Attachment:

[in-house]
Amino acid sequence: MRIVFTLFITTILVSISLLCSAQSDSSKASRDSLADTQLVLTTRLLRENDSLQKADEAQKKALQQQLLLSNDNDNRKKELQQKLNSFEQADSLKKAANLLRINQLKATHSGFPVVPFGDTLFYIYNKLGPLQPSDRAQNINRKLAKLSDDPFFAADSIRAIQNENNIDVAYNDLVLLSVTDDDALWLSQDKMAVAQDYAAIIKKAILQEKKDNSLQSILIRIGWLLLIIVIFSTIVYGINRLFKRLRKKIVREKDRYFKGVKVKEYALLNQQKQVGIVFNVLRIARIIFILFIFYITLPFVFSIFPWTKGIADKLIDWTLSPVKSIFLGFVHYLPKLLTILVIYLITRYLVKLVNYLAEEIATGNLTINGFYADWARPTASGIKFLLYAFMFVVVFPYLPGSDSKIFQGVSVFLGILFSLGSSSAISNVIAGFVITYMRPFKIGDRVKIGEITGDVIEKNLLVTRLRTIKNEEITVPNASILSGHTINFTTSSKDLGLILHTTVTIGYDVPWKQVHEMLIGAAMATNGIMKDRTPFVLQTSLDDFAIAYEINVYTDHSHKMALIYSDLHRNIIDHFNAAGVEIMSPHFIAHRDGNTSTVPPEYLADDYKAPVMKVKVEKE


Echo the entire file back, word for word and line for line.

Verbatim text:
[in-house]
Amino acid sequence: MRIVFTLFITTILVSISLLCSAQSDSSKASRDSLADTQLVLTTRLLRENDSLQKADEAQKKALQQQLLLSNDNDNRKKELQQKLNSFEQADSLKKAANLLRINQLKATHSGFPVVPFGDTLFYIYNKLGPLQPSDRAQNINRKLAKLSDDPFFAADSIRAIQNENNIDVAYNDLVLLSVTDDDALWLSQDKMAVAQDYAAIIKKAILQEKKDNSLQSILIRIGWLLLIIVIFSTIVYGINRLFKRLRKKIVREKDRYFKGVKVKEYALLNQQKQVGIVFNVLRIARIIFILFIFYITLPFVFSIFPWTKGIADKLIDWTLSPVKSIFLGFVHYLPKLLTILVIYLITRYLVKLVNYLAEEIATGNLTINGFYADWARPTASGIKFLLYAFMFVVVFPYLPGSDSKIFQGVSVFLGILFSLGSSSAISNVIAGFVITYMRPFKIGDRVKIGEITGDVIEKNLLVTRLRTIKNEEITVPNASILSGHTINFTTSSKDLGLILHTTVTIGYDVPWKQVHEMLIGAAMATNGIMKDRTPFVLQTSLDDFAIAYEINVYTDHSHKMALIYSDLHRNIIDHFNAAGVEIMSPHFIAHRDGNTSTVPPEYLADDYKAPVMKVKVEKE